2.2 The Viability of the Existing Staff: External contractors may be required to assess if planned space companies, including their particular operations and missions (which may form a cornerstone of their business plan) have the staff onboard (or are in contact with) that can meet their goals, within a certain budget. Highly skilled staff are in demand yet a highly educated and motivated team can be just as effective at reaching their goals.
2.3 The Space Industry and Market Potential: Part of Space Ventures Investors (including operating Space Crowd Fund) business is indentifying investment opportunities in space, which includes earth based systems related to space. From a macro point of view, space start-ups and companies must be evaluated that even though they might have the right technology and staff to pursue a business proposal, would they be able to generate a realistic profit as an ongoing business in the long-term.
2.4 The Growing Market. Another approach is to illustrate the long-term potential of new space start-ups given the growth in the space sector as a whole. An easy example is the hit and miss predictions about the internet made before the internet went mainstream (e.g. browsers became ubiquitous like operating systems).
2.5 Parallel to 1.2, are there any conflicts of Interest between investors, target companies, new companies, and their respective management teams, staff, contractors and clients?
As Due Diligence is the business of finding red flags the very action of Due Diligence can raise red and green flags: A company may feel it is being judged or valued and be optimistic or defensive. Therefore it is necessary to where possible maintain a high degree of confidentiality when conducting the due diligence process for clients. All large prospective investors working with Space Ventures Investors are required to partake in some kind of Non-Disclosure Agreement.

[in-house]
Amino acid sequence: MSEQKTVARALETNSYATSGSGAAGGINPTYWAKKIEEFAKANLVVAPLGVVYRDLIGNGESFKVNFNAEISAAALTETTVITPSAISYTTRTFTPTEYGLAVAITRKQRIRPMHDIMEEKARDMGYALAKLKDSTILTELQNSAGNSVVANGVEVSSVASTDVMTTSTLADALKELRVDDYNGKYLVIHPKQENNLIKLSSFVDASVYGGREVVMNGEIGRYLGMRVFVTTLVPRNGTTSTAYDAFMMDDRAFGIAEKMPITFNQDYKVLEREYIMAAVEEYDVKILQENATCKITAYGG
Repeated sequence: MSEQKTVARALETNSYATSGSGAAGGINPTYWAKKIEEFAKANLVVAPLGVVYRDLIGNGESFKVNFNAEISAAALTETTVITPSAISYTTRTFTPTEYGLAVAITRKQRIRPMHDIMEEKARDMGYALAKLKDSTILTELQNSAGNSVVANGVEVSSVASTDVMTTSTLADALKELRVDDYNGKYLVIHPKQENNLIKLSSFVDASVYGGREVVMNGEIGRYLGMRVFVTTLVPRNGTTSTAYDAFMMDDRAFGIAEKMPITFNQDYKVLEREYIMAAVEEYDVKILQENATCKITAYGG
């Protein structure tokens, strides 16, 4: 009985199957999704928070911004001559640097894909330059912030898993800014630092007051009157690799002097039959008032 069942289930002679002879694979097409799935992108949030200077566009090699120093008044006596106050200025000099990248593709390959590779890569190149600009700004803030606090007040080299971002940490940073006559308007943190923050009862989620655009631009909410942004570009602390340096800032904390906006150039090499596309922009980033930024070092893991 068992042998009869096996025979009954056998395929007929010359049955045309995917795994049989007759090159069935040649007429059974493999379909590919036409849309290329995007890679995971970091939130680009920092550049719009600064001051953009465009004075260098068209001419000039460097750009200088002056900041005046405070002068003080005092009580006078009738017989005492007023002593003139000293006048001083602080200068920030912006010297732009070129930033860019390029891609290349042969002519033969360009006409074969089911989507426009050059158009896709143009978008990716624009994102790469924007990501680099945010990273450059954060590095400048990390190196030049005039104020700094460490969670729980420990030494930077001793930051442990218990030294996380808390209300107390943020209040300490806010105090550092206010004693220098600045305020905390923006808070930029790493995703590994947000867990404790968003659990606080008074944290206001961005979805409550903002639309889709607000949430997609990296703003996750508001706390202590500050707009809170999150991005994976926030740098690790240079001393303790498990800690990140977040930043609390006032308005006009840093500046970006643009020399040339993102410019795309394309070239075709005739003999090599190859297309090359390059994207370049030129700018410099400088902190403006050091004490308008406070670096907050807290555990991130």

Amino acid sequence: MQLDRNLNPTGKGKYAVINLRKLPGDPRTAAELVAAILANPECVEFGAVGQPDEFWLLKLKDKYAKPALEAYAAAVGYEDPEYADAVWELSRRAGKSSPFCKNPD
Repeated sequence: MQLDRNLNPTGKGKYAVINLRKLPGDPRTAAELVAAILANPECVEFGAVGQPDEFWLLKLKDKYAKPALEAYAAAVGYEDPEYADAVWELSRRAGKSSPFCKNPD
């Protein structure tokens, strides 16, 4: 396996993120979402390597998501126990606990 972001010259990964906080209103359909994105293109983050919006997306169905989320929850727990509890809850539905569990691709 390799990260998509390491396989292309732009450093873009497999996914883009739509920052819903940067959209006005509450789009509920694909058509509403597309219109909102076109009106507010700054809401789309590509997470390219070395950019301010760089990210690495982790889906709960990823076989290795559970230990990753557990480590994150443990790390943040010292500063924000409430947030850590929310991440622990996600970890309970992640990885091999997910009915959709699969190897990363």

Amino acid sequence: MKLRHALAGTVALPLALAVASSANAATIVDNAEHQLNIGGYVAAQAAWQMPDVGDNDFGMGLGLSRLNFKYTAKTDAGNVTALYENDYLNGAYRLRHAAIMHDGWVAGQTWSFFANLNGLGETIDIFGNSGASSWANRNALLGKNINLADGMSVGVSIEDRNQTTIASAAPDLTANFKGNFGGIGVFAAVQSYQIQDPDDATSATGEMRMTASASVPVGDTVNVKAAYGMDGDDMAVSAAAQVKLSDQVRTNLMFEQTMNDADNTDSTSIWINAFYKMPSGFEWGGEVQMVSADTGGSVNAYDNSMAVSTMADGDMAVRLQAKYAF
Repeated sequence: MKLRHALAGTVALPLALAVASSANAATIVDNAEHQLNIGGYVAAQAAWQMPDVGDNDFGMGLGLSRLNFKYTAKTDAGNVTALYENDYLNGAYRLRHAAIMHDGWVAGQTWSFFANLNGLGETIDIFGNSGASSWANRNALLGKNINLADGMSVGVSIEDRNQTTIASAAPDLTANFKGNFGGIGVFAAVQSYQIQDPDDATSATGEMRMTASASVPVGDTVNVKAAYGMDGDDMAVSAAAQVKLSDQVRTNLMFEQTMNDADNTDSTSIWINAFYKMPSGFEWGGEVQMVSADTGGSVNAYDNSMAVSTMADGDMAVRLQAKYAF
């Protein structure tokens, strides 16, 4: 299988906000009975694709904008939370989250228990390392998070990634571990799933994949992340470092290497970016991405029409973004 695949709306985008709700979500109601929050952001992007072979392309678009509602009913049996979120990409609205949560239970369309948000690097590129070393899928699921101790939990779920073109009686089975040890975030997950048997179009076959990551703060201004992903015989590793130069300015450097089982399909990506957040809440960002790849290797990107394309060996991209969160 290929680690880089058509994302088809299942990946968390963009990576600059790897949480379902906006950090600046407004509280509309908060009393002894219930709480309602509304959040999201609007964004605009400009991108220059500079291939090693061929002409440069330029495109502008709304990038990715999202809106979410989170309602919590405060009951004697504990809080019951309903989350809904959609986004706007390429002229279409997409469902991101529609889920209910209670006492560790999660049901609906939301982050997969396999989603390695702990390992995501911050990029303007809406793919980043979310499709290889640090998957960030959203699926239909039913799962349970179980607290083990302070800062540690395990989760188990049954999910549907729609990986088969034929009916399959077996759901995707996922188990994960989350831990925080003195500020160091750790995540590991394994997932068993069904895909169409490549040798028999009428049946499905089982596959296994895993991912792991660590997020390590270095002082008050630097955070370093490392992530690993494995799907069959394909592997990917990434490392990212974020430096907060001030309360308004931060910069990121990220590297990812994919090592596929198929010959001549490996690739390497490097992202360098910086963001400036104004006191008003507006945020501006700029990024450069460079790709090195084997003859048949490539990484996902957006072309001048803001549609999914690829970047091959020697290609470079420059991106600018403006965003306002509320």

In April 2016, Space Ventures Investors was approached by a High Net Worth Individual in London to conduct an evaluation of the business model of a high profile US-based company, code-named “Lunar Co.”, that is planning commercial operations on the moon. The specific Due Diligence undertaken by Space Ventures Investors was to review:
Outcome: The business model of “Lunar Co.” is based on a far-out goal and reliant and various 3rd party players (in the diagram, "To Be Developed") reaching their own far-out goals. The fragile ecosystem of new technology, new industry (Lunar transportation and some resources) and new space players (who are in various stages of funding, testing, evaluation) means that an investment in Lunar Co. is obviously High Risk with the potential of Very High Profit (Return on Investment), but reliant on numerous other factors. Therefore, for the investor, they could be better off spreading their initial investment between many of the companies planning to operate in that sector (Lunar Operations). In the end the question is, should they hedge with one player, or many of the players in a new sector.